• I don't like the "prepared roadway" method of navigational context, because it's like rails. Too inflexible, too much expensive infrastructure (compared to global radio). Requires too much preplanning for handling exceptions explicitly.

            The swarm network could be better, but among its problems are relying on other cars' systems to work to protect yours. In a collision, the breakdown in those systems could produce a chain reaction amplifying the collision among many other cars. And even the most trafficked ro
            • Older generation industrial AGVs (essentially robot forklifts) usually followed magnets embedded in the floor. Some of the more sophisticated ones could load pallets into vertical racks by reading magnets as their masts rose.

              While that type of navigation is still the most common, there are some interesting systems out there that rely on machine vision to locate things in 3D. Cameras spaced known distances apart and a lot of precessing.

              I've seen lifts that could accurately find randomly placed pallets in a w
              • GPS or other radio signals combine the freedom of machine vision with the reliability of navigational rails, but without the infrastructure expense of either. Machine vision for vehicles could be very useful for avoiding unusual obstacles in the roadway, like a burned car, downed tree, pedestrian or other exception. But for most navigation, especially on highways across the country, radio is cheaper and more reliable. Let's pave these virtual roads with something designed for robots to see, without the limi
        • by DdJ ( 10790 )

          I still think incrementing (evolving) the early success of Roomba is the way to make robotics a permanent industry that gets us to what we all want: robot slaves without cruelty.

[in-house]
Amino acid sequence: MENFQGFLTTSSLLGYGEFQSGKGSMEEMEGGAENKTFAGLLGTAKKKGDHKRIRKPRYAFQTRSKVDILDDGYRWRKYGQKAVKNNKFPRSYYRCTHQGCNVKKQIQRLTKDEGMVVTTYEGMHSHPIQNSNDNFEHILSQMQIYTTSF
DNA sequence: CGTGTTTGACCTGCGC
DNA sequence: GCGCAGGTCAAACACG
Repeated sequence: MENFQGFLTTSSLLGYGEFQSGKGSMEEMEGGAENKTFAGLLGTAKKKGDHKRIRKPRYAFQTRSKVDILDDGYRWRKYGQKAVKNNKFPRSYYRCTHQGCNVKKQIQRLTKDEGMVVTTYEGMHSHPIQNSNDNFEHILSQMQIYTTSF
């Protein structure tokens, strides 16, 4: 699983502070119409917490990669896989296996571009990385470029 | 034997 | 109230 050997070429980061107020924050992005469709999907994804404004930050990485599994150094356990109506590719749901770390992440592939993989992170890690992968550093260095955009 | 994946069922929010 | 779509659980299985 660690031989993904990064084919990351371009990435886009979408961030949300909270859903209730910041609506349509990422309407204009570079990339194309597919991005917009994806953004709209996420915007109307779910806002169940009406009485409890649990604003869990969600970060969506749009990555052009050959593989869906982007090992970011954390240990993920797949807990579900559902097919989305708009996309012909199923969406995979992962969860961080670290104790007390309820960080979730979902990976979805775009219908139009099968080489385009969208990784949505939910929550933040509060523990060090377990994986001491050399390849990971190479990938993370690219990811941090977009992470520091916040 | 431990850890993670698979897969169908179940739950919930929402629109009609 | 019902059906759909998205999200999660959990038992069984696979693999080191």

Speak for yourself! I'll pay extra for a robot that cries when I smack it.
          • If it's not human, and it's programmed to cry when you smack it, is that cruel? Isn't not smacking a crybot the actual cruelty? Like never driving your Porsche over 55MPH.
        • by nuzak ( 959558 )
          Actually, a navigation system for flying cars is a lot easier. No roads, you only need avoid other fliers, and you can stack the "lanes" several levels high. Flight mechanics might be hard, but a navigation system doesn't have to care.
          • Tell that to the FAA and the air traffic controllers. And everyone on the ground under all those flying cars. Especially people like me in NYC, many of whom aren't so "under" at all.
    • Re: (Score:3, Insightful)

      by tgd ( 2822 )
      The biggest problem with the Roomba is that it just doesn't work. Its a dustbuster, not a vacuum. I know a lot of people who bought them and very few people who kept using them because you realize the first time you bust out a real vacuum how little it really cleans.

      And I don't mean to dig at Roomba with this, but any robotics company will have a fundamentally similar problem -- lack of power. AI isn't the only real problem with household robots -- the mechanical efficiency of them and the capability they h
      • Why can't a "roomba" have a large, powerful vacuum like the one you prefer, with a big battery (or fuelcell), and the intake of the sucking hose on a smaller vehicle that snakes into small corners? The main body can roll over to powerup stations, or even have a long cord with its own robot for keeping the cord clear of obstructions.

        These are engineering tweaks. There's no fundamental limit. Which is why I say the industry should work on them incrementally.
  • Call me when they can deliver high explosives personally to a set of GPS co-ordinates.

  • Well, time to buy some more Old Glory Insurance!
  • I'm a bit concerned of what would happen when a vi hotrod and an emacs SUV start a holy war.
  • by DdJ ( 10790 ) on Wednesday October 24, 2007 @11:12AM (#21100193) Homepage Journal
    At first, I thought the title was "Personal Robots Form Valley Startup".

    Now that would have been an interesting story...
  • Seriously, this is something that I want to get in to. Unfortunately, I maxed out my hobby funds with my Lego Mindstorms kit.
  • Can they fight forest fires? Or would the three laws get in the way?
  • I heard somewhere that they were implementing XUL into these personal robots. I, for one, can't wait for the autokill extension... or for that matter, the grammer nazi extension: "*SYNTAX ERROR* 'Whom' is preferred over 'who'"
  • "Can you fuck it?" with apologies to Robot Chicken.
  • I read that headline as "Personal Robots Form Valley Startup"

    Seems inevitable enough.
  • My robot can post a resume, masturbate and bitch-slap itself faster than yours can.

Forty two.